HOUSTON — Harris County on Thursday increased its COVID-19 threat level back to "orange."
The orange, or significant level, recommends residents "minimize all contacts unless fully vaccinated."
Judge Lina Hidalgo was joined by public health and emergency officials along with Dr. Hotez from Baylor College of Medicine at an 11 a.m. press conference
“We find ourselves in the midst of not one pandemic but two,” said Hidalgo. “Thousands of lives lost, our economy on its heels, but also the arrival of miracle vaccines that have proven effective and safe. That are readily available and free, that is keeping residents from dying at the hands of this virus. We’re also in the midst of another pandemic. And that’s the pandemic of misinformation.”
The county dropped the COVID-19 threat level from red (severe) to orange (significant) and then yellow (moderate) in May. Now it's going back to Orange as of July 22, 2021
Judge Hidalgo said the misinformation is keeping people from getting vaccinated, and it’s "keeping us" from moving on from the virus.
"Let's all wear masks again"
“As we have such a high spread, we are asking everyone to wear a mask,” said Hidalgo. “I know they are not comfortable, I don’t like wearing masks either, but until we get the numbers back down, let’s all wear masks again.”
Hidalgo said by not wearing masks, even those who are vaccinated are “normalizing” not wearing masks for those who are unvaccinated. She also reminded the vaccinated they can still spread the virus to the unvaccinated, who can get sicker from the virus.
Concerns about Delta
Dr. Hotez said he agreed with Hidalgo’s decision to go back to the orange threat level, addressing his concerns about the Delta variant.
“In terms of the Delta variant, this is far more transmissible than anything we have seen before. It’s far more contagious,” said Hotez. “We are dealing with this Delta variant that is twice as contagious as the original COVID-19 virus.”
“That’s why we are seeing this very aggressive spread in areas where vaccination rates are low.”
He also noted that public health officials and leaders are fighting misinformation on social media and "conservative media" that are keeping people from protecting themselves.
"The big thing that worries me is by now, anyone who's unvaccinated and has been lucky enough to have escaped COVID, your luck is about to run out. That's how transmissible this virus is. One of the messages for today is it's still not too late to get vaccinated," said Dr. Hotez.
No new stay at home order or mask mandate at the local level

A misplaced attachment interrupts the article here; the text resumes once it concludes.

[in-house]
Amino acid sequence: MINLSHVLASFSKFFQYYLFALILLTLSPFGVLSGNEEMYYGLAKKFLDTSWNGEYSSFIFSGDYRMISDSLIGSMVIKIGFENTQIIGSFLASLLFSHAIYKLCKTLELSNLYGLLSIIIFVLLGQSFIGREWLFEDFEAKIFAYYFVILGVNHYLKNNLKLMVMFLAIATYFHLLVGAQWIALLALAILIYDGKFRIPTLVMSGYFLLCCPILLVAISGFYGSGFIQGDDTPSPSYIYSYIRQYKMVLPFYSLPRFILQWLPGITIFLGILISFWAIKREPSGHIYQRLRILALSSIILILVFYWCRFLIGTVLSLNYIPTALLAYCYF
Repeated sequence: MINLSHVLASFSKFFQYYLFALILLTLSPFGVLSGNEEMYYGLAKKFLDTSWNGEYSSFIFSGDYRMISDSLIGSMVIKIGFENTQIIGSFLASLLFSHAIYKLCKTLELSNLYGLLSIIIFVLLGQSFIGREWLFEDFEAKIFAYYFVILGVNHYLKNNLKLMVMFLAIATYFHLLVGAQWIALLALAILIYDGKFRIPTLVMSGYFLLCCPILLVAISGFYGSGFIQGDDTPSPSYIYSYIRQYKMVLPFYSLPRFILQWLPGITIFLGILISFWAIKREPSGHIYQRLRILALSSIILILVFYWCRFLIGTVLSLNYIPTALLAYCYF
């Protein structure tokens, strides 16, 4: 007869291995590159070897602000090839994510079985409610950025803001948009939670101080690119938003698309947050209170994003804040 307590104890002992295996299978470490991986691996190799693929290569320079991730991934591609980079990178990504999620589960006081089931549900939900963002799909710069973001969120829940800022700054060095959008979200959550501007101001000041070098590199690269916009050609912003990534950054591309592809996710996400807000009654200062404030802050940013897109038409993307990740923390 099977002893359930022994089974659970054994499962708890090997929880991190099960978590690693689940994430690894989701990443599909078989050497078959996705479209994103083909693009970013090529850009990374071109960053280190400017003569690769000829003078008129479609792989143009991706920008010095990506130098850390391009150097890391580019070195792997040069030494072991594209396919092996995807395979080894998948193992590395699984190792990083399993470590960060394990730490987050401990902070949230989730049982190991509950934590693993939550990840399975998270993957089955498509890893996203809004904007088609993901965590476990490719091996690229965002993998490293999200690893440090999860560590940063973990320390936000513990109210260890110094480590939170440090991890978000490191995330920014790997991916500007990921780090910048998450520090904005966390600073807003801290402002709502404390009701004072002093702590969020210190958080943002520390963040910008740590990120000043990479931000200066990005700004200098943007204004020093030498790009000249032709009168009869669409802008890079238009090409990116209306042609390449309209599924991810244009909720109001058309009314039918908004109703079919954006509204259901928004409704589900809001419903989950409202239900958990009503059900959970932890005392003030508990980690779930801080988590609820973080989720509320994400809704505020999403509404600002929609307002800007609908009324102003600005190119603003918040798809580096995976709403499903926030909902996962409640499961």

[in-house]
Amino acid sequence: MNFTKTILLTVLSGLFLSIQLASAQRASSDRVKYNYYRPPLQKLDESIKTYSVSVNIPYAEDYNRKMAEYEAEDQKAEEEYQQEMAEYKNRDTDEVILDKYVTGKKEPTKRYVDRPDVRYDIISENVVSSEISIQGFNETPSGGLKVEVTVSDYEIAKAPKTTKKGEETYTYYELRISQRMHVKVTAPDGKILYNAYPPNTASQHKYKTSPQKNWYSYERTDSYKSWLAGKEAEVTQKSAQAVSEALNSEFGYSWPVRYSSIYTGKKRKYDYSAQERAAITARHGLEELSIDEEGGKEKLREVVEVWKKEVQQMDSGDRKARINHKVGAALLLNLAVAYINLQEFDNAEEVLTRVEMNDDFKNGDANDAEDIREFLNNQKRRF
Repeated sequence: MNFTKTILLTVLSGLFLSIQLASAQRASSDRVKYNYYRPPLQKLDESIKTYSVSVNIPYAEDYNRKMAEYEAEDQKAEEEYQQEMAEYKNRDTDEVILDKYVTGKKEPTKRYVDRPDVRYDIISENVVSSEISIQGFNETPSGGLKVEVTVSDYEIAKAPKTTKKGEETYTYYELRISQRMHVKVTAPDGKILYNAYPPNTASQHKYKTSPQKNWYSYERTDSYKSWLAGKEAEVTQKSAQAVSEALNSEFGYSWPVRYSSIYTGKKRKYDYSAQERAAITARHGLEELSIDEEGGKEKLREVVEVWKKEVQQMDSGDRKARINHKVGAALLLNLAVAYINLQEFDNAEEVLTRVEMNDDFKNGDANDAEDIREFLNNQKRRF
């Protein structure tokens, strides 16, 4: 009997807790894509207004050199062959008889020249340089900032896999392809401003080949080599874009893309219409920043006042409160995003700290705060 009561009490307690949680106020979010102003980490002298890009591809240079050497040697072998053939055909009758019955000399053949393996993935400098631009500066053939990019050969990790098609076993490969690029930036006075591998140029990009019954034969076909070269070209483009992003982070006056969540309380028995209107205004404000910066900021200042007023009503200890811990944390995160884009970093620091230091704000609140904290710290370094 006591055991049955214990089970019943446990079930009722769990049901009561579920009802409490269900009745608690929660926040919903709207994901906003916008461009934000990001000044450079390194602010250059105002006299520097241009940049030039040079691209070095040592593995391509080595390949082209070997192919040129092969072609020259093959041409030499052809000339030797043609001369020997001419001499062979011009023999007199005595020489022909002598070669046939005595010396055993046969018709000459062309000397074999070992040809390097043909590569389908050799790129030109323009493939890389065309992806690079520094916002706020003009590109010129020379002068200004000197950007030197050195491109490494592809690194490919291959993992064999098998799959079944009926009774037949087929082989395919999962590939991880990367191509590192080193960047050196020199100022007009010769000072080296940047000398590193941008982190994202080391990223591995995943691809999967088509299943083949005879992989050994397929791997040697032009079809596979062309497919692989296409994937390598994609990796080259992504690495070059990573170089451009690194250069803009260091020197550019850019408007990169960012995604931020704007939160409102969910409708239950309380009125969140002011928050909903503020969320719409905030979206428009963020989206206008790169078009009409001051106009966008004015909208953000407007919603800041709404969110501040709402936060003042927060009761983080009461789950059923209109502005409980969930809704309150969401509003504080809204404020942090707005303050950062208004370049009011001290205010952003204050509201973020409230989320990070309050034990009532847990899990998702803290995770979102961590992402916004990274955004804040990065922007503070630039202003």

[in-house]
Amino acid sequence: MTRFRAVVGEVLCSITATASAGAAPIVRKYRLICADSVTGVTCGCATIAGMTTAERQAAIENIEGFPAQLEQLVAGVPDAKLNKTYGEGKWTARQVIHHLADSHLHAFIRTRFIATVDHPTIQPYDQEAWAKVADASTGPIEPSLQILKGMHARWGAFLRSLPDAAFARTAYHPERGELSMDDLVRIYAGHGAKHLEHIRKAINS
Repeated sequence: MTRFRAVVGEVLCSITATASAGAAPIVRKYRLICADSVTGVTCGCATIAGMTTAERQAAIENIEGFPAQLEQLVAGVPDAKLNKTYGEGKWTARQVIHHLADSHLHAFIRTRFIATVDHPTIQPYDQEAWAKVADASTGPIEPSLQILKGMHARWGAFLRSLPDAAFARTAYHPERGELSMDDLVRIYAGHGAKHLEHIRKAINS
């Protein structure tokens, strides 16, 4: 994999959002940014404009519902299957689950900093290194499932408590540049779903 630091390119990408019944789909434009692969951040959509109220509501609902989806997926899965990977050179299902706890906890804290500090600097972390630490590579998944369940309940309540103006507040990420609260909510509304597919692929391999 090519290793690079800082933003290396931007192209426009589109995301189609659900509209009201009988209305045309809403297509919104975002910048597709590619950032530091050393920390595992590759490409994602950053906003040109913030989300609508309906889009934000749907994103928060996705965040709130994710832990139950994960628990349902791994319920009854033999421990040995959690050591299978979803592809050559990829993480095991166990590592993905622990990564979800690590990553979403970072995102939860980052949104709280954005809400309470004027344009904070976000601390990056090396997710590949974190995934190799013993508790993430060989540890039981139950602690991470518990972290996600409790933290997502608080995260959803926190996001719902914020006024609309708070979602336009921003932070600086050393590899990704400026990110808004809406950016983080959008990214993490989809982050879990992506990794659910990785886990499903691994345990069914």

Local governments in Texas cannot mandate stay-at-home or mask orders, so the threat level system is simply a way for leaders to offer guidance to residents and businesses.
RELATED: Governor Abbott issues Executive Order to stop most government entities from mandating masks
In July, all 50 states have seen an increase in COVID-19 cases and hospitalizations, mostly among the unvaccinated, as the Delta variant continues to spread.
What Level 2 / Orange threat level means in Harris County
"Level 2 signifies a significant and uncontrolled level of COVID-19 in Harris County, meaning that there is ongoing transmission of the virus. At this level, unvaccinated residents should minimize contact with others, avoid any medium or large gatherings, and only visit permissible businesses that follow public health guidance. Unvaccinated individuals should continue to mask, physical distance, and avoid all medium and large gatherings. Vaccinated individuals follow the latest local public health guidance on whether to also wear a mask while indoors in public places, in crowded outdoor settings, and for activities with close contact with others who are not fully vaccinated." Read more here.
"Regardless of the Current Threat Level in Harris County, all residents should continue to use frequent handwashing and follow guidelines established by workplaces and businesses. Unvaccinated residents should continue the use of face coverings indoors and outdoors, social distance, and continue to quarantine for 14 days if exposed to COVID-19," notes the county's website.
According to Wednesday's COVID numbers from Harris County Public Health, ICU bed usage is at 8.33% and general bed usage is at 2.87%.